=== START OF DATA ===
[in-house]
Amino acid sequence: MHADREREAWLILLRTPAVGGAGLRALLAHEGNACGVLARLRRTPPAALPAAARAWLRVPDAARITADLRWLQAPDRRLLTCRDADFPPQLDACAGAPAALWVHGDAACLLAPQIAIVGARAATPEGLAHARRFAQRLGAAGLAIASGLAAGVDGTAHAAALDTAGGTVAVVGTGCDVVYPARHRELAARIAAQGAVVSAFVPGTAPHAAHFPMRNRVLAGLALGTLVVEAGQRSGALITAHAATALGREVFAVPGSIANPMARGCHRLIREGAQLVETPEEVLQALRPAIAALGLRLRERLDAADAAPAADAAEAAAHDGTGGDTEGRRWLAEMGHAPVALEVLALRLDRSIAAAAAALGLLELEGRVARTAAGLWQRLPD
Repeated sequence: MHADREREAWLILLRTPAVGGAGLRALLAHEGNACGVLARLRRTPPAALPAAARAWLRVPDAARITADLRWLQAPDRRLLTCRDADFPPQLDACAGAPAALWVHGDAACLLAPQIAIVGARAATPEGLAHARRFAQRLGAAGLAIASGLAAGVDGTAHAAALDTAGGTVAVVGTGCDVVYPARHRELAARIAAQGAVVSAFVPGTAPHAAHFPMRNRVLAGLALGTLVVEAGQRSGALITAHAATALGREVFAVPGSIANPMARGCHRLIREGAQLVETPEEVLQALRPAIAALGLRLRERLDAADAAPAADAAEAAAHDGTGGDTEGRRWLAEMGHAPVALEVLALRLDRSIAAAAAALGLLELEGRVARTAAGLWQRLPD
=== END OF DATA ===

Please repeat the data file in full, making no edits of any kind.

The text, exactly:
[in-house]
Amino acid sequence: MHADREREAWLILLRTPAVGGAGLRALLAHEGNACGVLARLRRTPPAALPAAARAWLRVPDAARITADLRWLQAPDRRLLTCRDADFPPQLDACAGAPAALWVHGDAACLLAPQIAIVGARAATPEGLAHARRFAQRLGAAGLAIASGLAAGVDGTAHAAALDTAGGTVAVVGTGCDVVYPARHRELAARIAAQGAVVSAFVPGTAPHAAHFPMRNRVLAGLALGTLVVEAGQRSGALITAHAATALGREVFAVPGSIANPMARGCHRLIREGAQLVETPEEVLQALRPAIAALGLRLRERLDAADAAPAADAAEAAAHDGTGGDTEGRRWLAEMGHAPVALEVLALRLDRSIAAAAAALGLLELEGRVARTAAGLWQRLPD
Repeated sequence: MHADREREAWLILLRTPAVGGAGLRALLAHEGNACGVLARLRRTPPAALPAAARAWLRVPDAARITADLRWLQAPDRRLLTCRDADFPPQLDACAGAPAALWVHGDAACLLAPQIAIVGARAATPEGLAHARRFAQRLGAAGLAIASGLAAGVDGTAHAAALDTAGGTVAVVGTGCDVVYPARHRELAARIAAQGAVVSAFVPGTAPHAAHFPMRNRVLAGLALGTLVVEAGQRSGALITAHAATALGREVFAVPGSIANPMARGCHRLIREGAQLVETPEEVLQALRPAIAALGLRLRERLDAADAAPAADAAEAAAHDGTGGDTEGRRWLAEMGHAPVALEVLALRLDRSIAAAAAALGLLELEGRVARTAAGLWQRLPD